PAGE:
Select "system.log" from the file list. Enter "BOOT_TIME" (without the quotes) in the search box. Note the times of the log messages referring to boot times. Now clear the search box and scroll back in the log to the time of the most recent boot when you had the problem. Post the messages logged during the time when you had the problem – the text, please, not a screenshot. For example, if the problem is a slow startup taking three minutes, post the messages timestamped within three minutes after the boot time. If the problem is a crash or a shutdown hang, post the messages from before the boot time, when the system was about to crash or was failing to shut down.


    Edit out excessive repeats and personal information, if any.


    If the log doesn't go back far enough in time, scroll down in the Console file list to /private/var/log/system.log.0.bz2. Search the archived log, and if necessary the older ones below them, for the same information.


    Step 2


    Do the same with kernel.log.


    Step 3


    Still in Console, look under System Diagnostic Reports for crash or panic logs, and post the most recent one, if any. For privacy’s sake, I suggest you edit out the “Anonymous UUID,” a long string of letters, numbers, and dashes in the header of the report, if present (it may not be.) Please do not post shutdownStall or hang logs – they're very long and not helpful.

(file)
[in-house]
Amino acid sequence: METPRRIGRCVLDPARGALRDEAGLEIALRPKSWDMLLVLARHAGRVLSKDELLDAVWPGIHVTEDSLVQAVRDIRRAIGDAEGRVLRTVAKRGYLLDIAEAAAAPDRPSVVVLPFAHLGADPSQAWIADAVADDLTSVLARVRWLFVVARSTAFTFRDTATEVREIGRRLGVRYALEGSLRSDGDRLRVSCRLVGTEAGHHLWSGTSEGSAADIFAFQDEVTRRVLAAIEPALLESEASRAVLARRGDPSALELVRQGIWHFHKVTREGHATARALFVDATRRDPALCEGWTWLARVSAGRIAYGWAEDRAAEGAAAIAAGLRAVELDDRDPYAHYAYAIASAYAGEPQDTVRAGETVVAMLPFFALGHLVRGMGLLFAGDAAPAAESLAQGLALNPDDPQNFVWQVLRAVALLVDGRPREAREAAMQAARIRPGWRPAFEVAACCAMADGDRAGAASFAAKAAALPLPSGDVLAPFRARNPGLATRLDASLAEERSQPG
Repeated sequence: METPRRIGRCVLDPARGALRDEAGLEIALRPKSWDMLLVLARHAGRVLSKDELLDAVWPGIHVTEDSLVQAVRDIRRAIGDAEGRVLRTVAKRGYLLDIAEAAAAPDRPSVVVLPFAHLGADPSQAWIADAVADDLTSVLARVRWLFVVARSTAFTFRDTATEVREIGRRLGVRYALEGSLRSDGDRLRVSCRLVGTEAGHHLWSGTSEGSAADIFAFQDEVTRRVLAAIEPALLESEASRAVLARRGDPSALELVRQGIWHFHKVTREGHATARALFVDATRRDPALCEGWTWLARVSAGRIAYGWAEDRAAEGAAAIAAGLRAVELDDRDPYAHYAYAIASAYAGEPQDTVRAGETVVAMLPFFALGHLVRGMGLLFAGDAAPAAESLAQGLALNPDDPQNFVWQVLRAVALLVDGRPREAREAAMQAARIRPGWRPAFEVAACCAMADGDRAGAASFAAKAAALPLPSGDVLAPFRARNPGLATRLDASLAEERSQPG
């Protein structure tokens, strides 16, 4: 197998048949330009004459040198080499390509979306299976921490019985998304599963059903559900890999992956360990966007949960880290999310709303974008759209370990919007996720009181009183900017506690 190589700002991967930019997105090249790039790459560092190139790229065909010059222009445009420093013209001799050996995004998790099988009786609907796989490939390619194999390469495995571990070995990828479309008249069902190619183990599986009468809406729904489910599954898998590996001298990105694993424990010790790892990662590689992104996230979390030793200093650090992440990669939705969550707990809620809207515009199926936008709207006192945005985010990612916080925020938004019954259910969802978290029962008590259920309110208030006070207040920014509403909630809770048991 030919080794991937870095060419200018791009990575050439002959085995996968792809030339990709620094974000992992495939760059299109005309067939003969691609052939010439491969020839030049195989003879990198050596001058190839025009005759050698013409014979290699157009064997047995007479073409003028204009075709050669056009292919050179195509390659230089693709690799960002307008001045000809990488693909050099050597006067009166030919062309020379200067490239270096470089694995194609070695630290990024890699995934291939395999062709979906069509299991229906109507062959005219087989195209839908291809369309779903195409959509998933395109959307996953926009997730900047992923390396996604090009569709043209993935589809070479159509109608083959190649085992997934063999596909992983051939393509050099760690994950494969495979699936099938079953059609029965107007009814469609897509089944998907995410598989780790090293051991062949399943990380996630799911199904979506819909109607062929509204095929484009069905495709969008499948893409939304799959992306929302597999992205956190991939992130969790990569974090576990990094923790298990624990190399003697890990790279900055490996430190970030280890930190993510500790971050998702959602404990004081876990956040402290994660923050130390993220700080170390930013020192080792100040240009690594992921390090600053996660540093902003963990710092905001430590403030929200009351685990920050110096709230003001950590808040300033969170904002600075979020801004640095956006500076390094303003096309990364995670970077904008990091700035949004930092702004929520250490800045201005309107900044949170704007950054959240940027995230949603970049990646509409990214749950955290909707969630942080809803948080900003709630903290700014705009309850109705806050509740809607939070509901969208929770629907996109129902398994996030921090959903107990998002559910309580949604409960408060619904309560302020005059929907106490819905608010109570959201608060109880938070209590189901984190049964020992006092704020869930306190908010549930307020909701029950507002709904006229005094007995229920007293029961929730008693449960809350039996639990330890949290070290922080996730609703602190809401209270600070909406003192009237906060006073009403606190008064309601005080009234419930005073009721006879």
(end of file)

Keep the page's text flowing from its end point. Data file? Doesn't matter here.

• Linc Davis Level 10 Level 10 (107,955 points)
    Currently Being Moderated
    Mar 15, 2012 12:53 PM (in response to Ron74)

    Please select  ▹ About This Mac ▹ More Info ▹ System Report from the menu bar. Under Hardware Overview, what do you have for the following?


      Model Identifier

      Boot ROM Version

      SMC Version

  • Linc Davis Level 10 Level 10 (107,955 points)
    Currently Being Moderated
    Mar 16, 2012 6:36 PM (in response to Ron74)

    Please read this whole message before doing anything.


    This procedure is a diagnostic test. It’s unlikely to solve your problem. Don’t be disappointed when you find that nothing has changed after you complete it.